Ideal Approach (ideal + approach)

Distribution by Scientific Domains

Selected Abstracts

Comparison of Single Crystal Simple Shear Deformation Experiments with Crystal Plasticity Finite Element Simulations,

F. Roters
The crystal plasticity finite element method is an ideal approach to simulate the mechanics, texture, and elastic-plastic anisotropy of materials. Experimental validation of such simulations requires to measure these quantities without the disturbing influence of friction known for instance from channel-die experiments. This work presents results obtained form simple shear deformation experiments of aluminium single crystals together with corresponding crystal plasticity finite element simulations. [source]

Complement and its implications in cardiac ischemia/reperfusion: strategies to inhibit complement

Tiphaine Monsinjon
Although reperfusion of the ischemic myocardium is an absolute necessity to salvage tissue from eventual death, it is also associated with pathologic changes that represent either an acceleration of processes initiated during ischemia or new pathophysiological changes that were initiated after reperfusion. This so-called ,reperfusion injury' is accompanied by a marked inflammatory reaction, which contributes to tissue injury. In addition to the well known role of oxygen free radicals and white blood cells, activation of the complement system probably represents one of the major contributors of the inflammatory reaction upon reperfusion. The complement may be activated through three different pathways: the classical, the alternative, and the lectin pathway. During reperfusion, complement may be activated by exposure to intracellular components such as mitochondrial membranes or intermediate filaments. Two elements of the activated complement contribute directly or indirectly to damages: anaphylatoxins (C3a and C5a) and the membrane attack complex (MAC). C5a, the most potent chemotactic anaphylatoxin, may attract neutrophils to the site of inflammation, leading to superoxide production, while MAC is deposited over endothelial cells and smooth vessel cells, leading to cell injury. Experimental evidence suggests that tissue salvage may be achieved by inhibition of the complement pathway. As the complement is composed of a cascade of proteins, it provides numerous sites for pharmacological interventions during acute myocardial infarction. Although various strategies aimed at modulating the complement system have been tested, the ideal approach probably consists of maintaining the activity of C3 (a central protein of the complement cascade) and inhibiting the later events implicated in ischemia/reperfusion and also in targeting inhibition in a tissue-specific manner. [source]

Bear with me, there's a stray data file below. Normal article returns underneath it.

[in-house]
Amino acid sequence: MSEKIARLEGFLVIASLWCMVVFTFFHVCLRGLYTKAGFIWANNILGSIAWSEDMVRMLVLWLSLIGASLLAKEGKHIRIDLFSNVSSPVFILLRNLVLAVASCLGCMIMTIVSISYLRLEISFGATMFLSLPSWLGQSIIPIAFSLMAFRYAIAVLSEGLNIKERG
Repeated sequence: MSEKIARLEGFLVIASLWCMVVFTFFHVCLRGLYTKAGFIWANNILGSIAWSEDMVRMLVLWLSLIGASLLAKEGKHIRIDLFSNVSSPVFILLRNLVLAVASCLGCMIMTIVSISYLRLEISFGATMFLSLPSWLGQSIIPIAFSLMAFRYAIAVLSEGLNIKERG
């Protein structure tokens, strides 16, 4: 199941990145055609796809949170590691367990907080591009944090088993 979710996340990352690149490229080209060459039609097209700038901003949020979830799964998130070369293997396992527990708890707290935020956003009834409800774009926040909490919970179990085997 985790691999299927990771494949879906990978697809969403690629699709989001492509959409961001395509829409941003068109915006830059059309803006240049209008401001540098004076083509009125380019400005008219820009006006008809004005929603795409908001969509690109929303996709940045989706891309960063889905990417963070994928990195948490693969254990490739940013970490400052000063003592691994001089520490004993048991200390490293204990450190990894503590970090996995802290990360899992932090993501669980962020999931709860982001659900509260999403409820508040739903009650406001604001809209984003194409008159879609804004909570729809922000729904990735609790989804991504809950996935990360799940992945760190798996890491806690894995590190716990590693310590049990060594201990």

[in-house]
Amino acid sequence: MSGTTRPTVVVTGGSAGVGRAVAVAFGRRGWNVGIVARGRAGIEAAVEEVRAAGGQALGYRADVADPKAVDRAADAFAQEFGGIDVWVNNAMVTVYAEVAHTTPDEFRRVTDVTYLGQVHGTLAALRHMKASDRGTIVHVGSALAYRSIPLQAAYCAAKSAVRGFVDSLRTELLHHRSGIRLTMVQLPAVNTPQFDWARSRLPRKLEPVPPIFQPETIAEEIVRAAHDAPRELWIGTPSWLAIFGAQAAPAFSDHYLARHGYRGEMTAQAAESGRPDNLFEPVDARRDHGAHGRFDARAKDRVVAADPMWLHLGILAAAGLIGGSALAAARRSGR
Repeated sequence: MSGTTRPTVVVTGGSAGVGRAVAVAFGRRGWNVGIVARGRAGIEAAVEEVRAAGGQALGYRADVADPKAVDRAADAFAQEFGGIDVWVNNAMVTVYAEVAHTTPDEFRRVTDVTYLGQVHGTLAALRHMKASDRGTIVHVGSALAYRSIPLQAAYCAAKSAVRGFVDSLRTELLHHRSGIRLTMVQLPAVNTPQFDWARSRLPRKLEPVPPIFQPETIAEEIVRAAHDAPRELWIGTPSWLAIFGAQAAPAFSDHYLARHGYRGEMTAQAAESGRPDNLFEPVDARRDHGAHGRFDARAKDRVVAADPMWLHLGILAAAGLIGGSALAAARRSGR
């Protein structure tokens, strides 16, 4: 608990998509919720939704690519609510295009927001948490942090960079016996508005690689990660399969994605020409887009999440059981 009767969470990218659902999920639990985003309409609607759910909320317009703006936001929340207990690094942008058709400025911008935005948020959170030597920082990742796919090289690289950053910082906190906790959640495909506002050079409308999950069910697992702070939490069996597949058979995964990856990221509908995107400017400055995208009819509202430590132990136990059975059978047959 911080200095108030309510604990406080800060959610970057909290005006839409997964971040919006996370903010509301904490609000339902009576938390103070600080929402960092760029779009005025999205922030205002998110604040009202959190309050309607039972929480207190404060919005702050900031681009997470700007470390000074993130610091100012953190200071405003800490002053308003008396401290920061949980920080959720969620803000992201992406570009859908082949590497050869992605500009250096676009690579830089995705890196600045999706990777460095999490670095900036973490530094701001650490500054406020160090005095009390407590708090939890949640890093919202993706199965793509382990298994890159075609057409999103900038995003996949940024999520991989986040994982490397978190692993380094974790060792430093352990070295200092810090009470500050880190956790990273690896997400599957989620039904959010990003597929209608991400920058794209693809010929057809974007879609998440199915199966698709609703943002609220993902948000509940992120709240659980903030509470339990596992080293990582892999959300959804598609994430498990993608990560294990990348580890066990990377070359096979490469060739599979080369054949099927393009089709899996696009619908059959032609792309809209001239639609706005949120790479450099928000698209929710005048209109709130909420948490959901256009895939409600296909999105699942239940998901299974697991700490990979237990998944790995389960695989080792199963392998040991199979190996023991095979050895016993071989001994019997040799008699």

A comparison of Granger causality and coherency in fMRI-based analysis of the motor system

Andrew S. Kayser